As Sutherland struggled to represent the subjects before him, he drew on his previous experiences to reconcile this conflict. In 1938 Picasso’s Guernica was exhibited at the New Burlington Galleries in London. Brought to England to promote the Republican cause in Spain, it depicts the atrocities surrounding the bombing of the Basque town of Guernica. Painted in the previous year, it was already being heralded as one of the key works of the century, expressing the horrors of conflict. Sutherland himself stated that, 'the conception of the idea of stress, both physical and mental, and how forms can be modified by emotion had been, even before the war, much in my mind. It was crystallised and strengthened by my understanding of Picasso’s studies for Guernica' (ibid., p. 65).

Indeed in the present work, there appears a close correlation with Guernica. The bull in Sutherland’s painting, raw and tortured, invades the canvas, its horns reflected in the thorny landscape. In a letter to Colin Anderson, the previous owner of this painting, in which he describes the Welsh landscape that first inspired him, Sutherland writes that the 'Cattle crouch among the dark gorse. The mind wanders from contemplation of the living cattle to their ghosts. It is no uncommon sight to see a horse's skull or horns of cattle lying bleached on the sand. Neither do we feel that the black-green ribs of half-buried wrecks and the phantom tree roots, bleached and washed by the waves, exist to emphasise the extraordinary completeness of the scene' (op. cit., p. 52).

Just as Picasso famously stated that 'I make the paintings for the painting. I paint the objects for what they are', Sutherland's work is also fundamentally rooted in reality and the world around him. He transforms these intimate observations of his surrounding environment through emotion. The bull, faithfully observed, becomes a symbol of aggression and brutality, a motif of destruction, intruding the expansive landscape of Pembrokeshire. Sutherland's "hidden aspects of nature" are violated by his experiences during the war. Executed in 1944, The Intruding Bull was one of the first major works that Sutherland painted outside his duties as a war artist. Having returned to South Wales with his wife, Kathleen, in August of the same year, it was inevitable that the emotions that he carried with him would be instilled in his subsequent paintings. Through his relationship with nature, he created metaphors for the contemporary world around him as he looked to distil, and then express, his emotions towards the world that he now found himself in.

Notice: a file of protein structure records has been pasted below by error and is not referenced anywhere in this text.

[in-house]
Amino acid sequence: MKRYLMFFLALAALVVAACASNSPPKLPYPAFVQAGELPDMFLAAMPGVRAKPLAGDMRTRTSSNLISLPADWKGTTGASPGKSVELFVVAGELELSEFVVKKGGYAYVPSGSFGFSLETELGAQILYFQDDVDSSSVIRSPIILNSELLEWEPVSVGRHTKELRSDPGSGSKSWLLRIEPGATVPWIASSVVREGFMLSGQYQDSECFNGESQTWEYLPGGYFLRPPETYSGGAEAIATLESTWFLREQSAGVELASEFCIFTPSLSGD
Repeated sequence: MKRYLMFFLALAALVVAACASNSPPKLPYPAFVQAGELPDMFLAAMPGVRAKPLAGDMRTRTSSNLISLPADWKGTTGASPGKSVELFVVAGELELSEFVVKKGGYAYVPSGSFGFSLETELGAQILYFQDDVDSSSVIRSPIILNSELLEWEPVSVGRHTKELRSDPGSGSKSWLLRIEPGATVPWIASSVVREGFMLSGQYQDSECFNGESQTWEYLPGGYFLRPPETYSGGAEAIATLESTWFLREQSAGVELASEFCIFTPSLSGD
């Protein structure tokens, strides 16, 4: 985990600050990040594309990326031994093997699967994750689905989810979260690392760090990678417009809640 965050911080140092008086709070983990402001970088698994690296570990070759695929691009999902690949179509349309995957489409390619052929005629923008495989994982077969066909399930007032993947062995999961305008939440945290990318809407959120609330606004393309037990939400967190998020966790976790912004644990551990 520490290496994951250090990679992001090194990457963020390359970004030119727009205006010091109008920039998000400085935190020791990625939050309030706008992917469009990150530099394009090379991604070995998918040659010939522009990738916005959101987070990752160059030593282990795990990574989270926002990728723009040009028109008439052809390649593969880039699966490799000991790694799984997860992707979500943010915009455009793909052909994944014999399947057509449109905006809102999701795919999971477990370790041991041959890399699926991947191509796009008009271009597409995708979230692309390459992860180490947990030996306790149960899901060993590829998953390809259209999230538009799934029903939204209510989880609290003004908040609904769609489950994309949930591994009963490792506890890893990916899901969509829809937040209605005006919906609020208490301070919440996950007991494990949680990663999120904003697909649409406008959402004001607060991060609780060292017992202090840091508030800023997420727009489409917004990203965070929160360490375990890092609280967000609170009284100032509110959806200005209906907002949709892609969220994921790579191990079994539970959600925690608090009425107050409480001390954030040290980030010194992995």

It is unsurprising then, that after the war had ended, he started to look further afield, particularly to France and Italy, for new references to paraphrase the dramatically changing world that was post-war Europe. In fact, it was not until 1967, that Sutherland returned to Pembrokeshire, and the places that inspired many of his most important works, including The Intruding Bull, certainly one of his most enigmatic depictions of War, or, in the artist's own words, 'emotional paraphrases of reality' (op. cit., p. 15).